The United Nations has asked Yemen's Houthi authorities to reconsider their decision to expel US and British nationals working for the world body in Houthi-controlled areas of Yemen.
Boris Johnson has won a reprieve. His ministers have expressed support for the Conservative Prime Minister, in effect rejecting demands that he should resign for attending a garden party during Britain’s first lockdown in May 2020. Many other Conservatives have reserved judgment on the issue; they are waiting to see whether the crisis fades or intensifies.
The Prime Minister apologized in the House of Commons on Wednesday for attending what they call a “bring your own booze” party in the garden of 10 Downing Street. It was described as a “socially distancing drinks event’’ to which at least 100 members of the staff were invited. At that point of time, people were banned by law from meeting more than one person outside their households. Quite clearly therefore, Mr Johnson would appear to have breached the law. While he has stopped short of admitting wrongdoing, the Prime Minister said that he “understood the public rage” not the least because the pandemic was then at its peak. He has urged the people to await the conclusion of an investigation into several alleged parties by government staff during the lockdown.
Northern Ireland Secretary, Brandon Lewis, said Mr Johnson’s apology was “very sincere”; but he hastened to add that the PM did not believe he had done anything wrong. “If you look at what the investigation finds, people will be able to take their own view of that at the time.” The Treasury chief, Rishi Sunak, a potential rival for the PM’s office, tweeted, ”I stand behind the PM hundred per cent as he takes our country forward. The PM was right to apologise and I do support his request for patience while Sue Gray, a public service veteran with a reputation as a straight-shooter, carries out her enquiry.”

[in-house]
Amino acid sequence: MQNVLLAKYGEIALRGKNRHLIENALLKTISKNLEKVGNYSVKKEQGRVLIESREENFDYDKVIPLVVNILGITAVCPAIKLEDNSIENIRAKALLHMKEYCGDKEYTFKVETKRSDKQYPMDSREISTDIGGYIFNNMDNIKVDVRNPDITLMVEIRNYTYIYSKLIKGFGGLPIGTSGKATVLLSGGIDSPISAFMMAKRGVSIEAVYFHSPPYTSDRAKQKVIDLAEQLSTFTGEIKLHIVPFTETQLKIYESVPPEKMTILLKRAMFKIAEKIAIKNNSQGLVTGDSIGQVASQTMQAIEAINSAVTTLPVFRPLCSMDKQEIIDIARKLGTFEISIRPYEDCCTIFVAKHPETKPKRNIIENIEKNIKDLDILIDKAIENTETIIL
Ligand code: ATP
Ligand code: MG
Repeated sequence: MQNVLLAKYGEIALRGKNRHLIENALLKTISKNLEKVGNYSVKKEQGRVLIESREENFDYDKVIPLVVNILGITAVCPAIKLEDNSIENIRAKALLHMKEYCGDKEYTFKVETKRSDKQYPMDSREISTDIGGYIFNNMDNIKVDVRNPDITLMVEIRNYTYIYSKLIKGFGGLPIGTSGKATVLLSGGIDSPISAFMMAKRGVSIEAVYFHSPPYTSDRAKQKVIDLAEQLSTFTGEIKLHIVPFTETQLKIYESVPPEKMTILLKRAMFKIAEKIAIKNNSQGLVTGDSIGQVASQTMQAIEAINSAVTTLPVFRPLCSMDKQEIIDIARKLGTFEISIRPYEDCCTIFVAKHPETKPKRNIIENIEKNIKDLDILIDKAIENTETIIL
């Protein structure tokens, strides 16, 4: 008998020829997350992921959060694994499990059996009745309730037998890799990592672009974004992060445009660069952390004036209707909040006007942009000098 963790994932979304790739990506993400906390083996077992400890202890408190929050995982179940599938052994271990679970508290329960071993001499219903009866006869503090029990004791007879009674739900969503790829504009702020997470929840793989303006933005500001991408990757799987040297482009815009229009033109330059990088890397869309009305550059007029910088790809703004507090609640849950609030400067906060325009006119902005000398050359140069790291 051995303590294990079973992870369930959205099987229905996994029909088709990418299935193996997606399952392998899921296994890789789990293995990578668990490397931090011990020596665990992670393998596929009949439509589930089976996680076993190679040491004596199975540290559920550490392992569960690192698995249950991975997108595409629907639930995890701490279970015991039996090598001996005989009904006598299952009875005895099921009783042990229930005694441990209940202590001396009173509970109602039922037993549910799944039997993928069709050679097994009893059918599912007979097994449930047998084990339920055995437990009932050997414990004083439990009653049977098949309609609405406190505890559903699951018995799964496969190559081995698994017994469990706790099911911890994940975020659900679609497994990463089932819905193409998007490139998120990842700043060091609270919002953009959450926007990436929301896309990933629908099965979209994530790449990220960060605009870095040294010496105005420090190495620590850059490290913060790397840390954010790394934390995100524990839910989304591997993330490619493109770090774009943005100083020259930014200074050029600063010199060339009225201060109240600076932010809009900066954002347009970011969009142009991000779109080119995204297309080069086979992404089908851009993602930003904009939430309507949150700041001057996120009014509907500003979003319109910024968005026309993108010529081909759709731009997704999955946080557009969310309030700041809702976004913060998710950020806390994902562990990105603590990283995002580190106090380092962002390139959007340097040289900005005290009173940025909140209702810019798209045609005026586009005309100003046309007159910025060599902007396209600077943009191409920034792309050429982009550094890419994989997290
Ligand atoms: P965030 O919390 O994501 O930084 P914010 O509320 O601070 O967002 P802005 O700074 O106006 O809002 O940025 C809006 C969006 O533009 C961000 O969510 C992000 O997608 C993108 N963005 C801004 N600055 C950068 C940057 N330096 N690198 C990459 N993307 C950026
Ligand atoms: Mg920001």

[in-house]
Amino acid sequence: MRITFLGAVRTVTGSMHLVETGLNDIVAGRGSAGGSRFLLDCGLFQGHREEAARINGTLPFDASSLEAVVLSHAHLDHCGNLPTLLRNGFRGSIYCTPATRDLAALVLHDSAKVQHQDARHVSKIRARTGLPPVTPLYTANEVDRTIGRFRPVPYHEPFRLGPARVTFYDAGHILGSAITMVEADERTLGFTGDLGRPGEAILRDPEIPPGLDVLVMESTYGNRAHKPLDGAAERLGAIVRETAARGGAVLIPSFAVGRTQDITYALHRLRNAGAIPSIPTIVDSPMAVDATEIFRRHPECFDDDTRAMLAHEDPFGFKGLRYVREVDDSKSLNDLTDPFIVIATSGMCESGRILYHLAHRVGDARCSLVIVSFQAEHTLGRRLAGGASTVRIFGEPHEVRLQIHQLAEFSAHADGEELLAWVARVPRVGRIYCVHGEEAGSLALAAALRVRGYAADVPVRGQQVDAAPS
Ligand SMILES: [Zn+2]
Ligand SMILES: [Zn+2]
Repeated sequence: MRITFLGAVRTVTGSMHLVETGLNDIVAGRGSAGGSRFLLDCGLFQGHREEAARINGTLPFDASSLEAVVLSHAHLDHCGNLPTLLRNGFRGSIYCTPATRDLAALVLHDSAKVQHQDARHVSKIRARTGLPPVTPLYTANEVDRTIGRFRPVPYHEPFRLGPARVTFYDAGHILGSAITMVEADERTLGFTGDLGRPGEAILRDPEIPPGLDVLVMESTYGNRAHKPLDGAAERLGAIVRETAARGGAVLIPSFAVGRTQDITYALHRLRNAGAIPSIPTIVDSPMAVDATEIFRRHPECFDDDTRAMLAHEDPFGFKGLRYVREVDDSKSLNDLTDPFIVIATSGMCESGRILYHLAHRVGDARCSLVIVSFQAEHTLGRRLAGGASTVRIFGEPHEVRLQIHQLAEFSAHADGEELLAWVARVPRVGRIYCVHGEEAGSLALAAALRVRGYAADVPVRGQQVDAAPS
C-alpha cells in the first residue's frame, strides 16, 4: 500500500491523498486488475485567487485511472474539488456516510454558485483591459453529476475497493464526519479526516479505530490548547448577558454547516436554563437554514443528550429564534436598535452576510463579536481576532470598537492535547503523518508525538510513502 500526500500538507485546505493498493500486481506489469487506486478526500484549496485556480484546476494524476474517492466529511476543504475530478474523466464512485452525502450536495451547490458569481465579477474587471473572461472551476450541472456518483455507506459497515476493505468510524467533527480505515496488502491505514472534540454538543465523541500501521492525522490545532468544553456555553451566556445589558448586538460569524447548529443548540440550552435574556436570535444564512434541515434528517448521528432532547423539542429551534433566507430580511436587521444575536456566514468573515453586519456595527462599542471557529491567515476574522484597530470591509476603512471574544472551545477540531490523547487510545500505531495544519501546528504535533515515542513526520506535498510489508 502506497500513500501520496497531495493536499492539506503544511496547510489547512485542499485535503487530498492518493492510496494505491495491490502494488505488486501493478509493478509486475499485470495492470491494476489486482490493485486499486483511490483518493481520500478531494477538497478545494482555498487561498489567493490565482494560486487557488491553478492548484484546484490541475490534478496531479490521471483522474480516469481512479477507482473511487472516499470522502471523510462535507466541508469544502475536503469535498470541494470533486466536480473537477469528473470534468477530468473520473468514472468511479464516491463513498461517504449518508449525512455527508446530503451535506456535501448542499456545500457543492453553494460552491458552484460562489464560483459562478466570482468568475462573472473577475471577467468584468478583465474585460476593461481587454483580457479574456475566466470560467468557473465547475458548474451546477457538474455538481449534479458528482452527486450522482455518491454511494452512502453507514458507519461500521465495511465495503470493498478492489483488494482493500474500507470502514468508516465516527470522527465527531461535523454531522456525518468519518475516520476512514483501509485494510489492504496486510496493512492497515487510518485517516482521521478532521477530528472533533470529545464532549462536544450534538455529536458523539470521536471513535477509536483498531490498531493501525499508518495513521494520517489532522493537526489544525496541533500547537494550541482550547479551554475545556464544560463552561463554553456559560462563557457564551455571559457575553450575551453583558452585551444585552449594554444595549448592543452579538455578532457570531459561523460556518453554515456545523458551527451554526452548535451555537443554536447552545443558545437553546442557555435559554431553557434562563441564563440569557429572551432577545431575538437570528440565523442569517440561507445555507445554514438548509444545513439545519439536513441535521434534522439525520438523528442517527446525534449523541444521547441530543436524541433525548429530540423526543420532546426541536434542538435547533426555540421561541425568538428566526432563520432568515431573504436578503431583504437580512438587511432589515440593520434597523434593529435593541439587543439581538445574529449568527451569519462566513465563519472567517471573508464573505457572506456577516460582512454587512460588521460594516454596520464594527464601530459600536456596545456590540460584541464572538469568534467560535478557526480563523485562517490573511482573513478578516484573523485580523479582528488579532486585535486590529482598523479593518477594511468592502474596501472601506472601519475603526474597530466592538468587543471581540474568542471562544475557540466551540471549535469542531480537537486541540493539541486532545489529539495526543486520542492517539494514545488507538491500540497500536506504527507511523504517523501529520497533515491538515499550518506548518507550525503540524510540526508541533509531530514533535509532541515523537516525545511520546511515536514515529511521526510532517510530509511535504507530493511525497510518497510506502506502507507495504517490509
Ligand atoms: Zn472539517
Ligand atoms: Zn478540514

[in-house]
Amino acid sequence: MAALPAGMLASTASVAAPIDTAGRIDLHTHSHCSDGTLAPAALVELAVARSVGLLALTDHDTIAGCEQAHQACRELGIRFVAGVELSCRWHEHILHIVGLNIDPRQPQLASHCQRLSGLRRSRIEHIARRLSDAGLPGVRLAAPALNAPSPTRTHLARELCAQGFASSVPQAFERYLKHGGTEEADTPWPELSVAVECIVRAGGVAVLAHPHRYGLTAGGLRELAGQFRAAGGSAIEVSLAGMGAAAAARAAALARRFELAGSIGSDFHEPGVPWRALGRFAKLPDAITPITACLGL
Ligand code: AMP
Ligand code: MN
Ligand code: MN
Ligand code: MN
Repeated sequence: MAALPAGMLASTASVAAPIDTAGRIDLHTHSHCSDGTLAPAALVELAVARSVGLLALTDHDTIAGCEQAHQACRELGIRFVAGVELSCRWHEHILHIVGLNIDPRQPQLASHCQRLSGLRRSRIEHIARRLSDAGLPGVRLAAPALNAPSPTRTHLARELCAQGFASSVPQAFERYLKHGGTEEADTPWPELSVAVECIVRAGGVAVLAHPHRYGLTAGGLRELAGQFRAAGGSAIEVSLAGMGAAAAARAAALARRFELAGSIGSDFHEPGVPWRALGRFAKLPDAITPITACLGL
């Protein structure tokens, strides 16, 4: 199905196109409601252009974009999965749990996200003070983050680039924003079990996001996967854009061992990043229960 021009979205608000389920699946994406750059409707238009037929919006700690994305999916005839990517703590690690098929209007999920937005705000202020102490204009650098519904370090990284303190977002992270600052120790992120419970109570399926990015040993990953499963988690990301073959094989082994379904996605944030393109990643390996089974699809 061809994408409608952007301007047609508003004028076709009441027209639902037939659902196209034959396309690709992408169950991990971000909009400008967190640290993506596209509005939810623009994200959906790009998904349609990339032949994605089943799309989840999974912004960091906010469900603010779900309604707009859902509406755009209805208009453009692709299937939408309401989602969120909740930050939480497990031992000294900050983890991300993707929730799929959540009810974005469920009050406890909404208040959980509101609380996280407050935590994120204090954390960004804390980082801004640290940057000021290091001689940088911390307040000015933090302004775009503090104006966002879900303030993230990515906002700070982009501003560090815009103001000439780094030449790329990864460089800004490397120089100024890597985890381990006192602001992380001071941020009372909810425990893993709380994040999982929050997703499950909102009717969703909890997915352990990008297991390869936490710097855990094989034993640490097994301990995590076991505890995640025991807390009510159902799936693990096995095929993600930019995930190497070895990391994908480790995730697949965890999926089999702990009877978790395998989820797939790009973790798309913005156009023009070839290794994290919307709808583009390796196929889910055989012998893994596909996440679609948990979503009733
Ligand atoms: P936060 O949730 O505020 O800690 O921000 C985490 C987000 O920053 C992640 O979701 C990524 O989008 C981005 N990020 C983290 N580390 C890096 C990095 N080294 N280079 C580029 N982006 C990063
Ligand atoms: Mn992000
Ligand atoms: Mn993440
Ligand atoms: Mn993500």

The opposition in Britain appears to be unanimous in their demand for Mr Johnson’s resignation for having attended the party and for his stout denial that any breach of rules had happened in the lawns of 10 Downing Street. Many Conservatives fear that what they call the “partygate scandal” could become a tipping point for the head of government who has countenanced a series of other storms over Brexit, over his expenses and his moral judgment. Some have even joined the Opposition shrill for Mr Johnson to quit. Douglas Ross, the leader of the Conservatives in Scotland, believes that the Prime Minister’s position is no longer “tenable”.
Lawmaker Roger Gale called the Prime Minister a “dead man walking”, and party colleague Caroline Nokes debunked the PM as one who “looks like a liability”. Thus far, the Prime Minister of Britain has shown no signs that he plans to resign. Self-reflection is not rated as one of his priorities. But there is no question that the scandal has caused wounds whose scars will remain.